August in Washington is a sly, mysterious month. You never know when the days will pour down with the furious heat of July, or simmer down to September’s mild temperatures. And then there’s the rain. You can go by for weeks without a drop, and then– all of a sudden– you are slammed by a vivid display of lightning, thunder, and a downpour such as you never saw before.
Right now, we’re in a bit of a drought. I wake up every morning, look at my thirsty garden, and pray to the rain gods. Well, not literally, but I do tune in to the weather channel with lots of hope in my heart. Because if there isn’t going to be any rain, it’s me that’s going to have to water the vegetable garden. And because watering the garden is my least favorite chore to do, I don’t do it as often as I should.
Despite the neglect, my vegetable garden has been fairly productive this year. The okra’s been churning out armfuls of slender green fingers, the eggplant’s prospering, thank you, and the zucchini’s been surprisingly temperamental but still active enough to keep me from complaining.
My heirloom tomatoes, though, have been acting up. About a month ago I had more gigantic, odd-shaped and delicious tomatoes than I could ask for. They were green, orange, pink, and one even had a sunburst painted on its backside. But a couple of weeks back — I don’t know why– the plants decided to give themselves a break from making tomatoes. Maybe they are protesting the drought or maybe they are rewarding my laziness by being lazy themselves.
Earlier this spring, taking a cue from Mints, I buried a couple of sprouting organic potatoes in some space I had leftover in the vegetable patch. The potatoes rapidly shot out long, green, weak stems fringed with wavy leaves, then burst into small white flowers, and as the plants began to die I could tell from the earth bulging at their roots that they had lived up to their promise and multiplied.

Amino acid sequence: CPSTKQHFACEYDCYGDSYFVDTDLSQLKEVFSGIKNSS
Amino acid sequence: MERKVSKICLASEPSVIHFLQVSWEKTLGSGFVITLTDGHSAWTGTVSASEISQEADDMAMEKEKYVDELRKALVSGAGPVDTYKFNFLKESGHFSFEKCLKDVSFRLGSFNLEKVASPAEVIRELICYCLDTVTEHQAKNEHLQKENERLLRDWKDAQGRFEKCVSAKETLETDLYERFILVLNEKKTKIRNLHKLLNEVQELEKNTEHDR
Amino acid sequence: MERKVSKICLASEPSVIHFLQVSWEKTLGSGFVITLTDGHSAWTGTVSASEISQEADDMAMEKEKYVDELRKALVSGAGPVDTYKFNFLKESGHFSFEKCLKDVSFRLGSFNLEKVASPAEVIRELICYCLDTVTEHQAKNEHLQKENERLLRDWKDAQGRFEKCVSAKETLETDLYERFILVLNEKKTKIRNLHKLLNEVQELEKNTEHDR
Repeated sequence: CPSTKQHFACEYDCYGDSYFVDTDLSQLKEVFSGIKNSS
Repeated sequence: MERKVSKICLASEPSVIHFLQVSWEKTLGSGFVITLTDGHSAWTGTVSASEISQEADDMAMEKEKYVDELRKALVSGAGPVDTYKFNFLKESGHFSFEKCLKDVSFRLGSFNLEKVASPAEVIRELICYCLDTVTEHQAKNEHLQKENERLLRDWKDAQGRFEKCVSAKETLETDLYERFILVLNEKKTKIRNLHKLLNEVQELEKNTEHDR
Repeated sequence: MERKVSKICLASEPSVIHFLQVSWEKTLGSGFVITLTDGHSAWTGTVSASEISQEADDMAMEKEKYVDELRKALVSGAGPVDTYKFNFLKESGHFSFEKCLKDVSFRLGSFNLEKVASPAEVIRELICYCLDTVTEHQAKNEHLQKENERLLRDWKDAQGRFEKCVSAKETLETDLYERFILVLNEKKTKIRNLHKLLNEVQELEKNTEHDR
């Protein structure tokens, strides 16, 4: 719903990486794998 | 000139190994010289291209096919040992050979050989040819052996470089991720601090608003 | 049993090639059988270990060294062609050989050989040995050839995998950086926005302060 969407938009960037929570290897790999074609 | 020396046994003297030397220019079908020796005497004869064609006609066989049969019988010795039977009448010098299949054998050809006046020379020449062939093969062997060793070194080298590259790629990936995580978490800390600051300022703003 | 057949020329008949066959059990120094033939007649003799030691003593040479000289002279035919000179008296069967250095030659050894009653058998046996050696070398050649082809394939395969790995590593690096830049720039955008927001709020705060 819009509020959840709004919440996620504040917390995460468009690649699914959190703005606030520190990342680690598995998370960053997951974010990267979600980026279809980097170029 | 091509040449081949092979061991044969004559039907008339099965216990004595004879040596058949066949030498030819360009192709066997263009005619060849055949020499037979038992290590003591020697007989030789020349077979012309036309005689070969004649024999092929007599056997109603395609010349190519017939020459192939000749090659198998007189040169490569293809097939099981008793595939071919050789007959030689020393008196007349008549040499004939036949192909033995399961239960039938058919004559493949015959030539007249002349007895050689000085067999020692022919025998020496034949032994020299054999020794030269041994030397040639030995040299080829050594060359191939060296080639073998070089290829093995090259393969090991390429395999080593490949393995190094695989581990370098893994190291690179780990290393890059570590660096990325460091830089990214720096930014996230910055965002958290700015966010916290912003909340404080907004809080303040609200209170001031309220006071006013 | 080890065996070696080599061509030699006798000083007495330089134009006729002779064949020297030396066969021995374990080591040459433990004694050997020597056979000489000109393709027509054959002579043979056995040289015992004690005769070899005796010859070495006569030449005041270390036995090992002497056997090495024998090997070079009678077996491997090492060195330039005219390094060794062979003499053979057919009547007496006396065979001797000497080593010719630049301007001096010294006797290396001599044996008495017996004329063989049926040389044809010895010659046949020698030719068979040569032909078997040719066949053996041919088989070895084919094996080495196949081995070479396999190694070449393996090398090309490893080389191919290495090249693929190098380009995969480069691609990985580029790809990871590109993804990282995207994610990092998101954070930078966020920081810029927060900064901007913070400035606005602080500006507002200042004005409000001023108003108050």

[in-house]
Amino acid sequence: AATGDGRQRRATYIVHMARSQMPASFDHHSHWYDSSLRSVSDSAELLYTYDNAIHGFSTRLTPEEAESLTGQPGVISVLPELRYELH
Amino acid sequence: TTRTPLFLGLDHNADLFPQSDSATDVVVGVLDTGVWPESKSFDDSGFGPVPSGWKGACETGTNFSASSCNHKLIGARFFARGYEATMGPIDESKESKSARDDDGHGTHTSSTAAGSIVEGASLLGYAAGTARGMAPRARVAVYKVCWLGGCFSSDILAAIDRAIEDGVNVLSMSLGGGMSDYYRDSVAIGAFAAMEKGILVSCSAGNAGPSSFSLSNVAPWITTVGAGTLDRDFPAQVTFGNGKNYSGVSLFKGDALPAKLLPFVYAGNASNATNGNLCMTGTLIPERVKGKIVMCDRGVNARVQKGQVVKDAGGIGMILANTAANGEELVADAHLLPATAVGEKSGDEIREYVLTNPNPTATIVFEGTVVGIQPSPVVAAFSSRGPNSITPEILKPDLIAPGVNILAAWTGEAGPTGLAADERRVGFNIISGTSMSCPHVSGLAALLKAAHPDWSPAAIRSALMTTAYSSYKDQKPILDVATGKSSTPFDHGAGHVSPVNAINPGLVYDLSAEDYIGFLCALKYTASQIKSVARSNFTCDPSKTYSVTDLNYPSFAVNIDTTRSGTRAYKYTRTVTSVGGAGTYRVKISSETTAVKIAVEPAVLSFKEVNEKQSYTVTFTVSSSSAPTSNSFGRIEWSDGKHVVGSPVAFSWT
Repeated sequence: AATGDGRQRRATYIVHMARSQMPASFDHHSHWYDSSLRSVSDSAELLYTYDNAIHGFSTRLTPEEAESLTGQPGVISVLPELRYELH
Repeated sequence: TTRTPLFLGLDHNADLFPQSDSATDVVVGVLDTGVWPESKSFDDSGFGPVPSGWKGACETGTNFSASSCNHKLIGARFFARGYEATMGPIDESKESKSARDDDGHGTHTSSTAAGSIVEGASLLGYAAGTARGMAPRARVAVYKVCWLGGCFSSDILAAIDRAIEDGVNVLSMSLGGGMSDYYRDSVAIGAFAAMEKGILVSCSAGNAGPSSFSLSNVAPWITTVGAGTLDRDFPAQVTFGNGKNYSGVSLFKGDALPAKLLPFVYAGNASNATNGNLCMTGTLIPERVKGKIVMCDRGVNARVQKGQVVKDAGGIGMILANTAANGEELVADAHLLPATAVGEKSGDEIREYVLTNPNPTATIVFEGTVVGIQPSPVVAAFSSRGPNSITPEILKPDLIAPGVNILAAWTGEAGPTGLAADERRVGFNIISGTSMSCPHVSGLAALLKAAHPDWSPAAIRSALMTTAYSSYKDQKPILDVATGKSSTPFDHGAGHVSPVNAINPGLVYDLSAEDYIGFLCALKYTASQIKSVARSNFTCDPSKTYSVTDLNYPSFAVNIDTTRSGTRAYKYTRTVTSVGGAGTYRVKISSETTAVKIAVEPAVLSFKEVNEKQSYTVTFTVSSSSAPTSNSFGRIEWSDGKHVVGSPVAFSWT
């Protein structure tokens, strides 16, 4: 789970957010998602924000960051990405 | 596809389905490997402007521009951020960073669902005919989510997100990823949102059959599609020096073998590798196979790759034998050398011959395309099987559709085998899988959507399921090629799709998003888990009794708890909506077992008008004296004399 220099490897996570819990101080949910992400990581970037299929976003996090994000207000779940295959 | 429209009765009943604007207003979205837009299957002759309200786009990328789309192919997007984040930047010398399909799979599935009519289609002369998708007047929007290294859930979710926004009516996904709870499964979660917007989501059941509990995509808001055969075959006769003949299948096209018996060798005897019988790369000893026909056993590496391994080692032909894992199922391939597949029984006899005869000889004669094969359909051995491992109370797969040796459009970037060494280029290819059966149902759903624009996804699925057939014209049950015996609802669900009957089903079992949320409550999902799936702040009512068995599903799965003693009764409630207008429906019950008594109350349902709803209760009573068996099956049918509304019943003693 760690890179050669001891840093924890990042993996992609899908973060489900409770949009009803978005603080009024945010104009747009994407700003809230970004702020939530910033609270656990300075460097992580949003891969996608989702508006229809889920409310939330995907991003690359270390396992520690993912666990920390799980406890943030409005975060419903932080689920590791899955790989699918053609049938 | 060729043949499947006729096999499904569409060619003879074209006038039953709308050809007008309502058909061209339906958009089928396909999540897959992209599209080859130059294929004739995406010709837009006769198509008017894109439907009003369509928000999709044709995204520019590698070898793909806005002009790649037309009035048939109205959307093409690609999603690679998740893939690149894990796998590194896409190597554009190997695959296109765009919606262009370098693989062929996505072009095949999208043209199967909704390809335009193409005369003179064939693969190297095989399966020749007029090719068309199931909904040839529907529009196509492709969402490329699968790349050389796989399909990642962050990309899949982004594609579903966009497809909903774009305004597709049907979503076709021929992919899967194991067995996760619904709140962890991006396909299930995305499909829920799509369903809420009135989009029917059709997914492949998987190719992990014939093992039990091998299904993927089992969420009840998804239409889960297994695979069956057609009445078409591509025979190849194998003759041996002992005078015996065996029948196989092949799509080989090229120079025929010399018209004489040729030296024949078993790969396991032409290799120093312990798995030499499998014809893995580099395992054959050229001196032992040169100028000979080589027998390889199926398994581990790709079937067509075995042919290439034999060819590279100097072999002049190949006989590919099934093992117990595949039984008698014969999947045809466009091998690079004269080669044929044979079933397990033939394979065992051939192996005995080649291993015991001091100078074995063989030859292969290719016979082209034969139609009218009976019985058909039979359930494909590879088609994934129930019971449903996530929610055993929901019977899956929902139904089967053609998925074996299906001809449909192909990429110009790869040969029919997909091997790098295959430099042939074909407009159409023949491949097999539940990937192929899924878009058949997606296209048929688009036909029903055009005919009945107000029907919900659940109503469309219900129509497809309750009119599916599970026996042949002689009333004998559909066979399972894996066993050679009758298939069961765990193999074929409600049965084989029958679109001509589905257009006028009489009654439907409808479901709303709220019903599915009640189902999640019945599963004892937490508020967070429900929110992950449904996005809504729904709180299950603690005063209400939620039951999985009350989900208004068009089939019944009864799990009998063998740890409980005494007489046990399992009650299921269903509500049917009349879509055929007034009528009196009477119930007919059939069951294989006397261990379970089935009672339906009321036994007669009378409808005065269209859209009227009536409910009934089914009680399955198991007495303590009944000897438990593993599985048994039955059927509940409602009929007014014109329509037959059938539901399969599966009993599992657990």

With glee in my heart, I dug up those potatoes– about 25 of them. They were still fairly small, somewhere midway between a baby and your average potato, but they looked big enough to eat.
Back in my kitchen, I chopped them up to make one of my favorite Bengali potato dishes– Aloo Posto, or Potatoes with Poppy Seeds.
Poppy seeds are a common feature in spicy Indian curries and Western sweets, but no one perhaps uses them as abundantly — or artfully — as Bengali cooks do. One wouldn’t really think of the bland poppy and the just-as-bland potato as culinary soulmates, but bind them together with another key item from the Bengali pantry– panch phoron– and they sing deliciously to your tastebuds.
Panch phoron is a blend of five different seeds, cumin, mustard, fenugreek, kalonji (onion or nigella seeds), and fennel. They subtly lace this dish with notes that are pungent, bitter, earthy and sweet.
Aloo Posto is a perfect dish to serve with some chapatis or rotis, or with a spicy curry and rice. Once you try it, trust me, you’ll wonder why you didn’t before.
About 4 large potatoes or 24 small (not baby) potatoes. If you use large potatoes, chop them into 1/4-inch cubes. If you are using small potatoes, halve or quarter them.
6 tbsp poppy seeds, covered with 1/2 cup of water and soaked for about an hour. Blitz this mixture in a blender to get a smooth paste.
2 green chillies, slit down the middle
1 tbsp coconut or mustard oil
Salt to taste
2 tsp panch phoron (I usually mix 1 tsp each of cumin, mustard, fenugreek, fennel and kalonji seeds and store the remainder in an airtight bottle. Since these are whole spices, they won’t spoil easily, unlike powdered ones. Panch phoron is great in dals too.)
Heat the oil in a wok or kadhai.
Add the panch phoron and, when the seeds sputter, add the green chillies. Stir-fry for about 30 seconds.
Add the potatoes and stir-fry them for about two minutes.
Now add the poppy-seed paste, salt to taste, and about 1/2 cup water. Mix everything together well and when the mixture starts to simmer, place a tight-fitting lid on the wok, turn the heat down to medium-low, and let the mixture cook until the potatoes are tender. Stir occasionally. If the water has evaporated before the potatoes are cooked, add a few teaspoons more at a time so the potatoes and poppy don’t burn.
Once the potatoes are cooked, turn off the heat. Garnish with coriander, if you like, and serve hot.
Here’s a picture of Lucy from earlier this week. She went through a really rough few weeks with a number of different problems, but she’s still fighting and engaged as ever and still eager to cram as many treats as she can into her tummy. To all her friends who read this blog, she sends out a huge wag of her tail and lots of kisses.